Esther Cepeda: The need to keep minority teachers
CHICAGO -- Few issues in education are more important than the retention of high-quality teachers. And that goes double for high-performing minority teachers. There are more of them among the teacher corps these days, but they are still hard to keep.
“Over the past two decades,” writes Glenda L. Partee in “Retaining Teachers of Color in Our Public Schools: A Critical Need for Action,” the latest in a series of reports by the Center for American Progress, “the growth in number of teachers of color has almost doubled, outpacing the growth of white teachers. However, successful efforts to recruit more teachers of color to schools in disadvantaged areas are largely negated by the revolving door of attrition: In general, teachers of color have higher turnover rates than do other teachers.”
The problems start with limited access to high-quality teacher preparation programs and can also include discrimination as people of color make their way into the teaching field. Then there is also a general dissatisfaction with the teaching profession because of low salaries and low occupational prestige.
Obviously, these roadblocks look familiar to teachers of all races who have abandoned their careers or have been driven nearly to tears by students and peers who wondered why they weren’t doing something “better.”
Still, it must be said that minority teachers often find themselves taking on some of the hardest teaching assignments in the country—by choice.
According to Partee, minority teachers tend to face bigger challenges than white teachers—comparatively lower salaries, greater concerns about school safety, larger class sizes, limited instructional resources and professional-learning opportunities, low student achievement and higher rates of discipline problems that come with taking positions in high poverty schools. But the biggest problem is anemic school administration support.
“Low levels of administrative support, lack of classroom autonomy, and lack of collective faculty decision-making influence … often trump financial and resource factors, including money for instructional materials and professional-development opportunities,” Partee notes.
These policy recommendations should put a smile on any teacher’s face: “To attract and keep teachers of color, these schools will need social, human, cultural and financial resources, as well as organizational structures that support and empower teachers through greater classroom authority and faculty influence.”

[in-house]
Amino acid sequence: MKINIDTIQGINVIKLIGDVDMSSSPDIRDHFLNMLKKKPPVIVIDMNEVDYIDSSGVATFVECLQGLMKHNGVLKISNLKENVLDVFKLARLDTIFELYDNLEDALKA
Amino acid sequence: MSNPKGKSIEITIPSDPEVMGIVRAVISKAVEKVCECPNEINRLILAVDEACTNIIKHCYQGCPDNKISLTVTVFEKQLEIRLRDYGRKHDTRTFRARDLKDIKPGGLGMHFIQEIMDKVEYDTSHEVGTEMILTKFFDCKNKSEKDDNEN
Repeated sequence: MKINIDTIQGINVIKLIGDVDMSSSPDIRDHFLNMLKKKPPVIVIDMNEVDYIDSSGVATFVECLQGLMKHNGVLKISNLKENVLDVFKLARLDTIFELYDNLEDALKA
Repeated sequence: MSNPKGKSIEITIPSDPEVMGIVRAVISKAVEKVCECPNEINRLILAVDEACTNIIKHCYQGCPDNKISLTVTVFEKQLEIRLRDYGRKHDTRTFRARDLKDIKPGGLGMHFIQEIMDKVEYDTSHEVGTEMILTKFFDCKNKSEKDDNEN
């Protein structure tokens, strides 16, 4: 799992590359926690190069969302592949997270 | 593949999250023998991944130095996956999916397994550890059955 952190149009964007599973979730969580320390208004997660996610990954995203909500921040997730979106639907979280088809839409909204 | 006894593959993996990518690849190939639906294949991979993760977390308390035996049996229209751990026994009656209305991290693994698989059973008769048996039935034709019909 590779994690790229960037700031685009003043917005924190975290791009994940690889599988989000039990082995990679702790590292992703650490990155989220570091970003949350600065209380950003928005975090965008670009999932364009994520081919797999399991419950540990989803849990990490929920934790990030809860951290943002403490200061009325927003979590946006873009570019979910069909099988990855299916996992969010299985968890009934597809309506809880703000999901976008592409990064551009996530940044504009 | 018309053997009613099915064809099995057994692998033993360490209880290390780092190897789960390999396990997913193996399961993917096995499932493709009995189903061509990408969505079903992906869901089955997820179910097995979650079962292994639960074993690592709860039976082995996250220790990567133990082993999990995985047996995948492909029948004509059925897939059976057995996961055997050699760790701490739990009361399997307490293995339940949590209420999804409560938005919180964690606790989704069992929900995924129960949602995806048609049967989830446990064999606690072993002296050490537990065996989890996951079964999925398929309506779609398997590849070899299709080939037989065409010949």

Furthermore, the author suggests that high-minority urban schools should implement more coherent human resource approaches and management systems to improve school operations.
This is Management 101. It’s also common sense that making all schools, regardless of the racial makeup of the student body, more welcoming, efficient and professional for minority teachers will go a long way toward retaining high-quality teachers. And it has been proved time and again that it’s the high-performing teachers who have the biggest impact on students of all backgrounds and abilities.
It’s not easy to talk about teacher diversity. The majority of teachers are white, and nothing feels worse to members of a profession already under the gun than the implication that their race limits their ability to be effective educators of an increasingly diverse student population.
But it is because race does not play a role in a teacher’s ability to be effective that we must make it a top priority to do everything possible to ensure that good teachers of all races and ethnicities have the opportunity to teach in all possible settings.
“The importance of real teacher diversity gets to the heart of schooling—we want students to learn math, reading and science but we also want them to be good citizens and participate in a world of work that requires they collaborate on teams,” Ulrich Boser, a senior fellow at the Center for American Progress, told me. “We talk about teacher diversity in California, Texas and Arizona, but in Iowa, in North Dakota where the population is less diverse, those students also have to have teachers who look differently than they do, who come from different backgrounds and can be 21st-century role models of professionals who look differently than they do.”
Retaining more minority teachers is a win-win. You end up benefiting all teachers—and all students.
Esther J. Cepeda is a columnist for the Washington Post Writers Group. Her email address is email@example.com. Follow her on Twitter, @estherjcepeda.